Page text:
I was a wild kid: intense and inconstant. My mother recently told me that I would often get the strangest ideas in my head when I was two or three and be adamant about them. I remember when the overhead fan crashed down on the table during dinner. The only thing that upset me was that I could not finish my peas.
I enjoyed anything as long as it required my complete attention and was not too difficult. I played soccer, lacrosse, and football. I skied in the winter. I took viola lessons, was a boy scout, and attended an after school algebra club. My brother and I watched very little television. We had labelled it as boring and lame, so we spent our time together or beating each other up. We were often outside and whenever my brother found some time we would go fishing.
The Legionaries would often come around and when I was in fourth or fifth grade, we started a club. It was in the snow that we had our first activity. My brother and I, two of my friends, and the Legionary made up the group. I am sure that the Legionary brother had no clue what it meant for me to play football in two feet of snow on the High School green. It was the most exciting thing that had happened in a while. We had always seen the older students playing there after school, but it was the first time we had ever done it ourselves. In addition, the brother impressed us with his speed and skill. Previously, I had thought of any priest as upwards of forty and for me at that time, forty was old. We continued our club.
The Legionary brother who most affected me was 19 when he took over charge of our club: he gave us talks, organized our meetings, and took us on retreats to the seminary. He was young and good at sports. A year later, I noticed that his sinuses were swollen. What appeared to be a bad infection turned out to be cancer. It was already well advanced and ready to metastasize. His face became distorted unrecognizably.
I would have pulled back and shrunk from helping others in his situation. I would have been taken up with how to get the most out of the months that were left. He did something different and shocking. He continued to help us as much as he could. The man was dying but he was showing us that the only thing that is truly worthwhile is God and others. I would often turn things over and ask about the meaning of life when I wondered through the woods surrounding our house, but not until then did I find the first convincing answer. It made me think of what he always emphasized in his talks: unconditional charity.
That summer we saw the Pope at Central Park in New York and then Mother Teresa in Washington D.C. when she spoke to my family for forty-five minutes. I also opted to go for a month long program at the Legionary apostolic school, but it was more as a way to spend the last part of my summer than to really ask myself if I wanted to stay there and much less if I had a vocation. I had told all my friends that I would be going back to school in the fall and signed up for all my teams, ordered some magazines for the next year, etc. I remember doing this while lying down on my bed thinking it was obvious that I would return.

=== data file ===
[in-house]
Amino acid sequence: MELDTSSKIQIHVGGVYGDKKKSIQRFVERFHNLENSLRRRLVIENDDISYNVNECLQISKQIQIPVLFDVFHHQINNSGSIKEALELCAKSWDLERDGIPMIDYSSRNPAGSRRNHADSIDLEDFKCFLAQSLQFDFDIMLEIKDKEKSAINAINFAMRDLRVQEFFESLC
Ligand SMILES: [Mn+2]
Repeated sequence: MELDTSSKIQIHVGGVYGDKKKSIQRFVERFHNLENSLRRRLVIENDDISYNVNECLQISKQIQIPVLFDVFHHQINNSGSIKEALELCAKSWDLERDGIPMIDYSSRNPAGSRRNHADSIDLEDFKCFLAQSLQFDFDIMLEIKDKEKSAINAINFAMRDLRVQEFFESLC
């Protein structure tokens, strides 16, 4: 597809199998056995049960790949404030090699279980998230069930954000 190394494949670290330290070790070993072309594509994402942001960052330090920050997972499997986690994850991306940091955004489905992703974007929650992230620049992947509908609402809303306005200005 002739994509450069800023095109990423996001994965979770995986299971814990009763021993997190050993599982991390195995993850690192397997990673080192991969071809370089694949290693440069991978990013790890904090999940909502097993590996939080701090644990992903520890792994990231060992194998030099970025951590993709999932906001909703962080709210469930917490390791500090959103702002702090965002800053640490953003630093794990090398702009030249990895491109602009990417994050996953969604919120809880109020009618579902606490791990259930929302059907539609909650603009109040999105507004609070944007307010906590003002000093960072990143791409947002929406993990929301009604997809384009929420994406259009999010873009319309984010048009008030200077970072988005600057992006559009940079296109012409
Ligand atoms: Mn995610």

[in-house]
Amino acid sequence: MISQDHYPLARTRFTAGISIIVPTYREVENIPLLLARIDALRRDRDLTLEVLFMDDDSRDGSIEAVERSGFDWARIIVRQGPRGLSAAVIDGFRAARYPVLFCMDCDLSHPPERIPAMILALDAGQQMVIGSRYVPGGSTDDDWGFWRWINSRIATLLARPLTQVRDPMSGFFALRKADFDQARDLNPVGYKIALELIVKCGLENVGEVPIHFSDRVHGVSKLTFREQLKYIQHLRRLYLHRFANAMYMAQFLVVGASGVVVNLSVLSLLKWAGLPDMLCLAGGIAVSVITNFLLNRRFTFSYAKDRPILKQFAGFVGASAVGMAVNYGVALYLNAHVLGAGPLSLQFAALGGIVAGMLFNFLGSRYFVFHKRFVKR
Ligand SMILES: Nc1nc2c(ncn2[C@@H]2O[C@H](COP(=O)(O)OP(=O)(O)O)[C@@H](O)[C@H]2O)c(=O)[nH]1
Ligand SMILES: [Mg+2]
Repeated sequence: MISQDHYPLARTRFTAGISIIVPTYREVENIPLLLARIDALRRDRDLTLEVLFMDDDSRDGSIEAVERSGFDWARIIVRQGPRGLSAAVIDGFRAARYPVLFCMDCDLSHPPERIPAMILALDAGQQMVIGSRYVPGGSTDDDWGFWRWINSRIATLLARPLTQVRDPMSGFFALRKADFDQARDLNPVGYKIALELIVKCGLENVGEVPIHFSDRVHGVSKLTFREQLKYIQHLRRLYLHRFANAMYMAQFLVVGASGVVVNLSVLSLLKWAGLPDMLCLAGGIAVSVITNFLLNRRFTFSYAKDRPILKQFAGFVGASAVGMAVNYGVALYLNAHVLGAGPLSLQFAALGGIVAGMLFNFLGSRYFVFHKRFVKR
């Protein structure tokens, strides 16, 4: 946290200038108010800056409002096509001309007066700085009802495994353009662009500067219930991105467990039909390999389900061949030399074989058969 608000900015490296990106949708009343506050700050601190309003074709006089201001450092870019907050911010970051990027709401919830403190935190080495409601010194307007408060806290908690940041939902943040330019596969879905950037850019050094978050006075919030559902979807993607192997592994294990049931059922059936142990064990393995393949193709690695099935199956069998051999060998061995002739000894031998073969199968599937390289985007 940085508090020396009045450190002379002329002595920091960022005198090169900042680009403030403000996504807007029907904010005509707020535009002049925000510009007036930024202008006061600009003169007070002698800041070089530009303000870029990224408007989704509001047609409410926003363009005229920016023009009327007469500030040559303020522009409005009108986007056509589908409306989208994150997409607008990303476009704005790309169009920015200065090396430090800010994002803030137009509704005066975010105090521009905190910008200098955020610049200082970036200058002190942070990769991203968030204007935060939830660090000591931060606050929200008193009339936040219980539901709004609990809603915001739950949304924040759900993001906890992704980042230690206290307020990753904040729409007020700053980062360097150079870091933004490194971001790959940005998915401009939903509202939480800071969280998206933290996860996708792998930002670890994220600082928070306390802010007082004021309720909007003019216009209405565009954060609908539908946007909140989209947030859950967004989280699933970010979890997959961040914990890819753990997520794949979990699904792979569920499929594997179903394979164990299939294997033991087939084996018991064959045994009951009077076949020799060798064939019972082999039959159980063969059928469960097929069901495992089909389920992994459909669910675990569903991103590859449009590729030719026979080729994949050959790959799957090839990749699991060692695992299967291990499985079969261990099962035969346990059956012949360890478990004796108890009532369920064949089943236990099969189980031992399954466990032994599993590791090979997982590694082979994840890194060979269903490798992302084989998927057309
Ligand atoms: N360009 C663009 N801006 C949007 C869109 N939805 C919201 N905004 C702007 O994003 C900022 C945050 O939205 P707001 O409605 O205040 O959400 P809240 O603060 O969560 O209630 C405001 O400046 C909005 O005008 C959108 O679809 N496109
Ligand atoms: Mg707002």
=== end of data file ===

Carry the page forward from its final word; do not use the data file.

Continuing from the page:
I met up with the minor seminarians in Cheshire, CT and we drove to New Hampshire. I sat next to a boy with whom I would spend the next 10 years. The two weeks went well and as could be expected I got caught up in the activities without letting anything really resound. I reflected little and figured that I would be heading home, even though I had liked it and had run into one of the kids I knew from Syracuse (he was also the only one with blond hair like me).
Then the blast of God struck me. On the last day we were having a gospel reflection like we did every day. “Let the dead …” the words seemed to grab at me. They seemed to be for me alone. “Leave the dead…” What—who were the dead? The dead were those who lived for themselves. “Let them bury their dead…” Their dead were all the things that they placed their hopes in and which had betrayed them because they were not God. The dead who buried their dead were those who heaped corruption upon themselves and dug themselves deeper into their own graves with the frustration of a selfish life.
Obviously the reflection wasn’t quite so eloquent stated when it struck me, but it nevertheless overcame me. It suddenly became strikingly clear what God wanted of me—not in the long term, but regarding the first steps. It was a this-is-where-I-ought-to-be conviction. I didn’t care where it would lead me and neither did God make that clear. I only knew I had to start upon the path before me. I had to leave behind the cheap happiness a selfish life offered.
My mother came to pick me up the next day. On the way back, she asked me what I thought and I told her I wanted to attend. She was surprised and asked me why: trying to respond I found out I had no good reason. So I picked up the gospel, turned to the passage that had struck me the day before and read it aloud, hoping she would understand what I wanted to tell her. She started crying. Two weeks later I was a minor seminarian in New Hampshire.
Why me? Looking back, the call was sudden and unexpected. God does not call because you are ready or talented or want it; he calls because he has a plan for you and loves you.
Join the new media evangelization. Your tax-deductible gift allows Catholic.net to build a culture of life in our nation and throughout the world. Please help us promote the Church's new evangelization by donating to Catholic.net right now. God bless you for your generosity.
|Print Article||Email Friend||Palm Download||Forums||Questions||More in this Channel||Up|
Write a comment on this article|